It was early into Ruben Loftus-Cheek’s Chelsea career that the
comparison was first made. And it came from Glenn Hoddle, who
spent three years in charge of the Blues before leaving to take
charge of England in 1996.
“He reminds me of Ballack – physically and the way he plays,”
Hoddle said in 2016 of the then 20-year-old. “He gets in the box, he
moves well off the ball, and he likes that position in behind the
It was certainly high praise. Ballack, after all, won eleven major
honours in his career with Kaiserslautern, Bayer Leverkusen
and Chelsea and was regarded as one of the finest midfielders of
Loftus-Cheek has forged his own path since those comments,
developed his own reputation within the game. Not that it’s been
easy. There have been false starts, loan spells, and one serious
Achilles injury which put his career on hold for more than a year.
Yet there remains an inescapable sense that the academy graduate
is a special player, that he has a unique and valued skill set. And in
April, five years on from Hoddle’s comments, the Ballack
comparison was made again. This time it came from Thomas
“I was quite a fan of him when he was even younger,” the Chelsea
head coach said. “He reminded us a bit of his style of play and
movements with Michael Ballack.
Tuchel will get to forge an opinion this
summer. football.london understands Loftus-Cheek will return to
Chelsea for pre-season training – which gets underway in a little
more than a fortnight – and have the opportunity to earn a spot in
the first-team set-up.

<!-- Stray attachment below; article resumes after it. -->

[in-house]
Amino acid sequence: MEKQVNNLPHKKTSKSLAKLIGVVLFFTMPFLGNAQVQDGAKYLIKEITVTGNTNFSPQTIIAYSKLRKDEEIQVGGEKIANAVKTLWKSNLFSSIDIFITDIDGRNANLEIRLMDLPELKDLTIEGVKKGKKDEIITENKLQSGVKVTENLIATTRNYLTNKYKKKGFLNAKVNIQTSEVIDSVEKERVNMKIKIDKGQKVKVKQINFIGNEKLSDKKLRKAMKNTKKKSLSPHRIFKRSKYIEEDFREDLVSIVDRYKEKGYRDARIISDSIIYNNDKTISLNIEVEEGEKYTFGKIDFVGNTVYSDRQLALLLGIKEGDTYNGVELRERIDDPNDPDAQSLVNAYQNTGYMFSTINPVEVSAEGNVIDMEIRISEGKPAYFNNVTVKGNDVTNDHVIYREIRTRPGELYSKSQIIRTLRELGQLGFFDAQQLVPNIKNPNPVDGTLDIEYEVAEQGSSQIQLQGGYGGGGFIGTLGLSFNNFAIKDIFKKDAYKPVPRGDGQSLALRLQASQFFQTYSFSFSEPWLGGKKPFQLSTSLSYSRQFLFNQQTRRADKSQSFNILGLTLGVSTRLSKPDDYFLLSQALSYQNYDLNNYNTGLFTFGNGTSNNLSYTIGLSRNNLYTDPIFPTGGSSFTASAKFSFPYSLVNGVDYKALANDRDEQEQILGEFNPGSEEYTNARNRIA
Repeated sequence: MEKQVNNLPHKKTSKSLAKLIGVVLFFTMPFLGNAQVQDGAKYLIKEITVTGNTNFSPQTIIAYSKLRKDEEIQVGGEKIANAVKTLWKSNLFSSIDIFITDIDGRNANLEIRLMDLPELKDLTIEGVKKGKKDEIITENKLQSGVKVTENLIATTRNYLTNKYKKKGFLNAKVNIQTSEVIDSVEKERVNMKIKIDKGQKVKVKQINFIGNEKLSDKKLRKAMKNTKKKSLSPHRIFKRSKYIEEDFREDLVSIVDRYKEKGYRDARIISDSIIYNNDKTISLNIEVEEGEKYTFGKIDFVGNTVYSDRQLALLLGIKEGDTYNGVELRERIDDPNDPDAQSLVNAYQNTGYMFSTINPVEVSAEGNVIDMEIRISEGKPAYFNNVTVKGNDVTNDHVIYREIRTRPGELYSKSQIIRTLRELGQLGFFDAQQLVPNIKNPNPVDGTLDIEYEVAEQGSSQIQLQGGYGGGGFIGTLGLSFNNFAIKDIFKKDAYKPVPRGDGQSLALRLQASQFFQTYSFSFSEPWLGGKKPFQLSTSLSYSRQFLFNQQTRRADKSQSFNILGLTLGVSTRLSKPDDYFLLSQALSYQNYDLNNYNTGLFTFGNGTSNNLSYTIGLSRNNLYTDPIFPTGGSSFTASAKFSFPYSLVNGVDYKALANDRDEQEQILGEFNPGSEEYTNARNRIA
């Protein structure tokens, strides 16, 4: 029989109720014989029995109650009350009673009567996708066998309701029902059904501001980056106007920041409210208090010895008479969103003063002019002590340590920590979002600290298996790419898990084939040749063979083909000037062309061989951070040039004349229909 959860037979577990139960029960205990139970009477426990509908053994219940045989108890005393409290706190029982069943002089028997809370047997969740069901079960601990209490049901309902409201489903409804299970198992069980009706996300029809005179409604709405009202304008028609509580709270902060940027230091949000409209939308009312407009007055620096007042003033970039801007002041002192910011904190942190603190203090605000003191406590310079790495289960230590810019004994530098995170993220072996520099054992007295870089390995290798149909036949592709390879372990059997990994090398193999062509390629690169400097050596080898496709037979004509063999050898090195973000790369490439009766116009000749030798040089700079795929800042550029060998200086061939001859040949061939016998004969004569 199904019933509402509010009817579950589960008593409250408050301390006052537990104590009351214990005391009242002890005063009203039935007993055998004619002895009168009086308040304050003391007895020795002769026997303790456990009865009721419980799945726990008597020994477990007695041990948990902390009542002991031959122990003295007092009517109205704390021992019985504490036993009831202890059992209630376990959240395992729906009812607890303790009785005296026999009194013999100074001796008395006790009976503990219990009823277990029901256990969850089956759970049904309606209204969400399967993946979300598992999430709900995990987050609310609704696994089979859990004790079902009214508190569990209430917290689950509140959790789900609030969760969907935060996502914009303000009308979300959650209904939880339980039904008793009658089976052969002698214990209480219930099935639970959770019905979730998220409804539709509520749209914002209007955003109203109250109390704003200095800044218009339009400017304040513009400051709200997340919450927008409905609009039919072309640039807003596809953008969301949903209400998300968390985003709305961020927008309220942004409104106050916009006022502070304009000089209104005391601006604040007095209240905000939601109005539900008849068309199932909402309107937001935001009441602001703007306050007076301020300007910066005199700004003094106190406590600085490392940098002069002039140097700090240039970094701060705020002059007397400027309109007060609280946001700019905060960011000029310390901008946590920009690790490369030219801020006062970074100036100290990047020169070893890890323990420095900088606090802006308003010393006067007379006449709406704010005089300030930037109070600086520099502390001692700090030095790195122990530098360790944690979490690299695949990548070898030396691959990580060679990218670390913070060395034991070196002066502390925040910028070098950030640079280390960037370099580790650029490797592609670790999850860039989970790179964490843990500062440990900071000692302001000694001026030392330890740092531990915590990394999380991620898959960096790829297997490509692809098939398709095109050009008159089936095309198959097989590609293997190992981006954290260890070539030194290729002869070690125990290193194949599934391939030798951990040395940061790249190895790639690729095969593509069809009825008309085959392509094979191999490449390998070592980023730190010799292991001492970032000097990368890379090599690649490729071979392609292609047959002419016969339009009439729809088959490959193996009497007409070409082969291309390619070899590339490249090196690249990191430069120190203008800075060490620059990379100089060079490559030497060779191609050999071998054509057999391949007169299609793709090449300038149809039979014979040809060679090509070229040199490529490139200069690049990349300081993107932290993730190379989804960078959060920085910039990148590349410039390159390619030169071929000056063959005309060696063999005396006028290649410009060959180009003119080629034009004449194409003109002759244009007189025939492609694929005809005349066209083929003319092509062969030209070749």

That will not be easy. Tuchel’s attacking line is stacked while it’s
unlikely Loftus-Cheek is deployed in the double six used by the
German, although he did feature in the role during his time in the
academy and Billy Gilmour’s expected loan move to Norwich City
doesn’t open up a space.
What’s important, however, is that Loftus-Cheek comes into pre-
season fit and confident in his body. That’s really what his loan at
Fulham was about. He didn’t have to hit double digits in goals and
assets, didn’t have to keep the club in the Premier League single-
handily, he simply had to play.
Loftus-Cheek ended the 2020/21 campaign having made 32
appearances in all competitions in which the agility and
maneuverability on the ball that defines his game had returned.
“The conversations I had with Ruben earlier in the season were that
he wasn’t feeling as sharp as he wanted to be on the back of a
really bad injury,” Frank Lampard explained in January before he
was sacked by Chelsea. “Seeing him play recently, I see him
looking fit, fresh, and strong. We know he’s an obvious talent so
The end-of-season reports put together by Fulham supporters after
their relegation were not so flattering when it came to Loftus-
Cheek. He scored just once and didn’t register a single assist, the
consensus was the 25-year-old didn’t do enough at Craven
Cottage to keep the club in the Premier League or force his way
back in at Chelsea on his return to Stamford Bridge.
It would be wrong to judge Loftus-Cheek on that final output.